One bank representative told us that there won’t be a material change in the law (and its application) unless the European Commission pushes the Italian government on this issue. He also said if the new rules appear as if they are in favour of the banking industry, it’s not likely to have much support within the country. In contrast, another bank stated that they are confident that these new measures will get passed (reducing the bankruptcy process to two years), but this will take time. Supporting this view, another meeting participant expects the changes will be implemented, as “people now think the reforms need to happen” and “most Italians understand this now”.

Former Prime Minister Renzi’s constitutional referendum in December 2016 was viewed as the first step in fixing some of the country’s problems, but as this was rejected, many feared that labour and bankruptcy reforms were on hold. As meeting participants noted, the political situation in Italy is “a big problem… but Italians are used to it” (e.g. 65 different governments since WWII). In fact, one representative told us that Italians, in general, have more confidence in their banking system than they do in the government.

Economic Recovery and Strong Loan Demand

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The level of confidence and enthusiasm of meeting participants was significantly higher than expected. One bank made efforts to tell us that life and economic growth in Italy are much better than perceived from outside the country, with another meeting’s participant noting that consumer confidence is on the rise. Multiple banks stated that consumption and loan demand are strong in Italy (and increasing), and they are seeing this growth manifest itself in multiple areas.

The real estate market in Italy appears to be recovering, with one representative telling us that they are seeing an increase in the number of transactions in both commercial and residential real estate. All banks noted that there is significant competition for domestic mortgages, for which they are seeing sustained growth, while one bank representative stated that there is strong loan demand from small and medium-sized enterprises (SMEs). One meeting participant declared that his bank is losing market share in short-term lending to corporates, and they, along with another bank on the trip, noted that competitors are offering rates so low that they don’t understand how the loans can be profitable (a common complaint made by bankers about their competitors).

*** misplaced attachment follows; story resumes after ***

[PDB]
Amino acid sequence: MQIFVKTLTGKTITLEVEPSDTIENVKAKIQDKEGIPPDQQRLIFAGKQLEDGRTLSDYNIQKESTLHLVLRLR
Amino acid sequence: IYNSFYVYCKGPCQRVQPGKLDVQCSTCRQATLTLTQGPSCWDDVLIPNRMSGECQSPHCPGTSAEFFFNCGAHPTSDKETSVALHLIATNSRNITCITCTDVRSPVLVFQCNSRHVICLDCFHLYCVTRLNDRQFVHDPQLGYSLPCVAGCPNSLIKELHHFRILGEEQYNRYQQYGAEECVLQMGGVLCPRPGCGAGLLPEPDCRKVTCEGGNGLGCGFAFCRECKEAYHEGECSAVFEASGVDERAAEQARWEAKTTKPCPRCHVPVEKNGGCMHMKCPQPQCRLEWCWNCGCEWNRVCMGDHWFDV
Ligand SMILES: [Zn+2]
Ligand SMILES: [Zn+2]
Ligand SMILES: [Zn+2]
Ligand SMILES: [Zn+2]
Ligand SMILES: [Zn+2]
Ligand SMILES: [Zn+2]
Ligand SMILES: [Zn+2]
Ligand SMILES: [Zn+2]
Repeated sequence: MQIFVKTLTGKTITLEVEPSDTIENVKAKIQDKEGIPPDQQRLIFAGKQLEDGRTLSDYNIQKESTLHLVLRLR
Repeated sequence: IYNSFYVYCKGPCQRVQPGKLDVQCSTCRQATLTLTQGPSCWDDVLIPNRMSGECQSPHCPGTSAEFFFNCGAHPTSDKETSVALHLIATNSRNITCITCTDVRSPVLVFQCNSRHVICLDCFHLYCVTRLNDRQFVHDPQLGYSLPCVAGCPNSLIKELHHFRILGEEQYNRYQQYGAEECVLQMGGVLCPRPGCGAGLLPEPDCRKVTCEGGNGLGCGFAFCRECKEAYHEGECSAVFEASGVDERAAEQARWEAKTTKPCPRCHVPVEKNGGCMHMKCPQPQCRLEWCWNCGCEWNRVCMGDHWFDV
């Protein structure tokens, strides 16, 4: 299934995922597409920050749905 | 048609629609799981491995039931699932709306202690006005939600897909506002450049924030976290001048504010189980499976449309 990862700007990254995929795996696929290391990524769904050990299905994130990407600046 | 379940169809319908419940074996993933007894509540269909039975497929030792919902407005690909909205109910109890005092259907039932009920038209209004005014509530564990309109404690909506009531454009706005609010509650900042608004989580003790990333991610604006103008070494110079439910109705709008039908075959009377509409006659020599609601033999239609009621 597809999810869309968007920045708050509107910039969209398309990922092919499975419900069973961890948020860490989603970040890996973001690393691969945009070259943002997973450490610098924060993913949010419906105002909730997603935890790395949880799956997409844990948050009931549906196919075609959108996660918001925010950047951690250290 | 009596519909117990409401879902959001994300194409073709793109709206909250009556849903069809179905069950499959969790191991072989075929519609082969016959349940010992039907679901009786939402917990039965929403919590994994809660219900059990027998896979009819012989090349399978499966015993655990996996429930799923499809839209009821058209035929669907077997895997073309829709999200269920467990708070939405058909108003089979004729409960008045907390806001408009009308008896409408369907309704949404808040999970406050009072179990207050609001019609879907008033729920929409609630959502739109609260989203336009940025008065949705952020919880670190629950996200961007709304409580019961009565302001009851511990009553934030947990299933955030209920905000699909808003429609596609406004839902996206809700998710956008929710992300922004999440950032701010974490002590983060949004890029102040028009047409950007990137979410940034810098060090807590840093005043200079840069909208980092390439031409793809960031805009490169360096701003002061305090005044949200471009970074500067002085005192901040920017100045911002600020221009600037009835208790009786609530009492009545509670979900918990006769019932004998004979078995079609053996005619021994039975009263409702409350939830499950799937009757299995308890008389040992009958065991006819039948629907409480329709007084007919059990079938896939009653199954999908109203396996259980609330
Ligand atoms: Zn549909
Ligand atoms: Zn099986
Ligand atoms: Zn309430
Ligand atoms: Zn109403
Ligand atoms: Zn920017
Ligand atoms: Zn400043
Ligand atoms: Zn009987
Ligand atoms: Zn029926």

Regulatory Oversight and Labour Laws Slowing Down M&A

Although there are over 20 banks in Italy, there was consensus among the meeting participants that M&A is likely on hold in Italy (note, these meetings took place before the just-announced rescue of two failing Veneto banks[2]). They attributed this to multiple factors, with the biggest being the involvement of the ECB as the regulator. According to multiple meeting participants, the requests made by the ECB as part of a recent transaction, both during the process and as condition of approval, have likely scared others away from pursuing deals. A representative from one bank stated that the ECB made approval for the deal contingent on a capital raise and a multi-billion euro decrease in non-performing loans, the former a condition which was not viewed as required if the bank was to continue operating as a standalone entity.